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Waiter and Notifier Example

 
raja singh kumar
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My question is in this waiter and notifier example in lines 25 and 50 we are calling synchronized on the variable message but it is a private instance variable "message" in both Waiter and Notifier classes. So how does changing instance variable "message" in Notifier Class change the value of message in the Waiter class? I know it is a silly question but there is some gap in my understanding



Output:
Inside run method of Waiter
Waiter thread going to wait
Inside run method of Notifier
Returned:sum=10
 
Henry Wong
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raja singh kumar wrote:My question is in this waiter and notifier example in lines 25 and 50 we are calling synchronized on the variable message but it is a private instance variable "message" in both Waiter and Notifier classes. So how does changing instance variable "message" in Notifier Class change the value of message in the Waiter class? I know it is a silly question but there is some gap in my understanding


You have to remember the difference between a reference variable and the object that it references. Yes. You are correct that both the Waiter and Notifier instances have their own reference variables. And yes, those references variables are declared as private. So, you are correct in that the two instances can't access each other's reference variables.

However, if you follow the code, you will also notice that both reference variables are pointed to the same message instance. And the code isn't changing the reference variables, they are changing the instance that it is pointing to.

Henry
 
raja singh kumar
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Ok. Now I have created another example posted below. The reference variables of the two classes does not point to the same object when the other variable is changed as in the below example.

I have created 2 classes, Employee and Emp and both have reference variables. I am changing the name in the Emp class. Their values are different when I see the output.

How is it that it is in conflict with the example I used in my first post of this thread.



Output:
Raja
Hello Raja
 
Henry Wong
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raja singh kumar wrote:
How is it that it is in conflict with the example I used in my first post of this thread.


Not sure what you mean by "in conflict"... but ... yeah, your second example shows that having completely different instances mean that changes don't affect each other.

Henry
 
raja singh kumar
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By conflict I mean that in the second example which I posted, change in 1 reference variable of one class does not affect the reference variable of another class. But the first example shows that change in reference variable of one class changes the other as well since both reference variables point to the modified object.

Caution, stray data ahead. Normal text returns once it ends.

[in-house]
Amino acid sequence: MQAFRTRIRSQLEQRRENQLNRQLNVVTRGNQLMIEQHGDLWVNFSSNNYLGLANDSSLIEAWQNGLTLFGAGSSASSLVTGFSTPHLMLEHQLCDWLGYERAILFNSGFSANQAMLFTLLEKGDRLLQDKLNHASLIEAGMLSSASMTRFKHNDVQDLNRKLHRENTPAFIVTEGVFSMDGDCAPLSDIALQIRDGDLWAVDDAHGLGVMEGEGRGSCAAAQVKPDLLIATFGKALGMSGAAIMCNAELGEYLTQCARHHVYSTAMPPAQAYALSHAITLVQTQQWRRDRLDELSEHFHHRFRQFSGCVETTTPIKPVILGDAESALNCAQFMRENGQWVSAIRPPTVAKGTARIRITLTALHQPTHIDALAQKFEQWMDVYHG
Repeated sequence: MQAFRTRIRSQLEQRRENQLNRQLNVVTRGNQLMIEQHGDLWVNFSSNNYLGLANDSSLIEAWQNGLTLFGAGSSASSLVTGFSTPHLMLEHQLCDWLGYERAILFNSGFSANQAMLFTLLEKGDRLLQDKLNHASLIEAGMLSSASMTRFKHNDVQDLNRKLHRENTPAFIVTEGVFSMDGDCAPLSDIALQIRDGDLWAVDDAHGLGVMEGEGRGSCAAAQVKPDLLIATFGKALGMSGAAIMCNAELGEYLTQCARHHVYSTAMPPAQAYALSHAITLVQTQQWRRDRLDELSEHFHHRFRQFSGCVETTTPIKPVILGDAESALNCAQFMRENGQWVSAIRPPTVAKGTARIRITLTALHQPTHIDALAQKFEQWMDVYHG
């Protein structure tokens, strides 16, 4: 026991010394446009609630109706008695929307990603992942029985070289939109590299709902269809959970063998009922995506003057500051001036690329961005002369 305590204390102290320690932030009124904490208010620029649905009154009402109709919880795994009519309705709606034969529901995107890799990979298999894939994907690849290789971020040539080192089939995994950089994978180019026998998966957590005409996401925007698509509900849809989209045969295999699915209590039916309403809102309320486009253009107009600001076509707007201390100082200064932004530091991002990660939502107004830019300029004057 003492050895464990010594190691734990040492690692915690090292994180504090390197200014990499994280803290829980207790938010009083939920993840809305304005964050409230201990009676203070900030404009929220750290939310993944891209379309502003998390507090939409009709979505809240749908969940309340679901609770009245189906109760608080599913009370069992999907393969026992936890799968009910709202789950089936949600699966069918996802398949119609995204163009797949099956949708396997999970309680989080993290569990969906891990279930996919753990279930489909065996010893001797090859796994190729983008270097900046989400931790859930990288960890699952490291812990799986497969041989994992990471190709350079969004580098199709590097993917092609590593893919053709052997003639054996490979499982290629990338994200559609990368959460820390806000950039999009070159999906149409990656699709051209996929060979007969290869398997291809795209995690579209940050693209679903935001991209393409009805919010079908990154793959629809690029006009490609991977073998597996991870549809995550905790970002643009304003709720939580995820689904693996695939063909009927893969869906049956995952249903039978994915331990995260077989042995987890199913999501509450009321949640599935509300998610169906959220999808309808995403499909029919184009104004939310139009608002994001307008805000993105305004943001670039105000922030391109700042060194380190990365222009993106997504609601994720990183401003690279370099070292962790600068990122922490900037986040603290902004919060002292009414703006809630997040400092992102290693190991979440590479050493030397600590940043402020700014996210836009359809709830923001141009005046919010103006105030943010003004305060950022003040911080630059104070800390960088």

I need some clarity here
 
Henry Wong
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raja singh kumar wrote:By conflict I mean that in the second example which I posted, change in 1 reference variable of one class does not affect the reference variable of another class. But the first example shows that change in reference variable of one class changes the other as well since both reference variables point to the modified object.

I need some clarity here


Nothing to clarify. Your explanation is correct.

Henry
 
raja singh kumar
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No, you misunderstood me.

My question is why there is inconsistency in the behavior of the two examples?

 
Henry Wong
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raja singh kumar wrote:No, you misunderstood me.

My question is why there is inconsistency in the behavior of the two examples?


In the first example, you have two different references and they are both pointing to the same object. In the second example, you have two different references and they are each pointing to two different objects.

... which example are you confused with? What is inconsistent with what you are seeing?

Henry
 
Henry Wong
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Hmmm.... in thinking about this some more, perhaps you are asking why the first variable change doesn't create another object, while the second variable change does?

To understand that, you have to understand how Java does string concatenation. Since strings are immutable, it can't actually change the string object. A concatenation is actually syntactic sugar -- it creates a StringBuilder instance, and uses it to create a new string result (by appending the string operands).  And since, in your second example, you are changing the reference, the two references are now pointing to different objects.

Henry 
 
raja singh kumar
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The comparison between the two examples are as follows:

The Waiter class of Example 1 is replaced with Employee class in Example 2

The Notifier class of Example 1 is replaced with Emp class in Example 2

The message object of Example 1 is replaced with a String object in Example 2.

When I modify the message object it reflects in all classes but when I modify the string object it does not reflect in other classes?

Why is it happening like that? That is my question.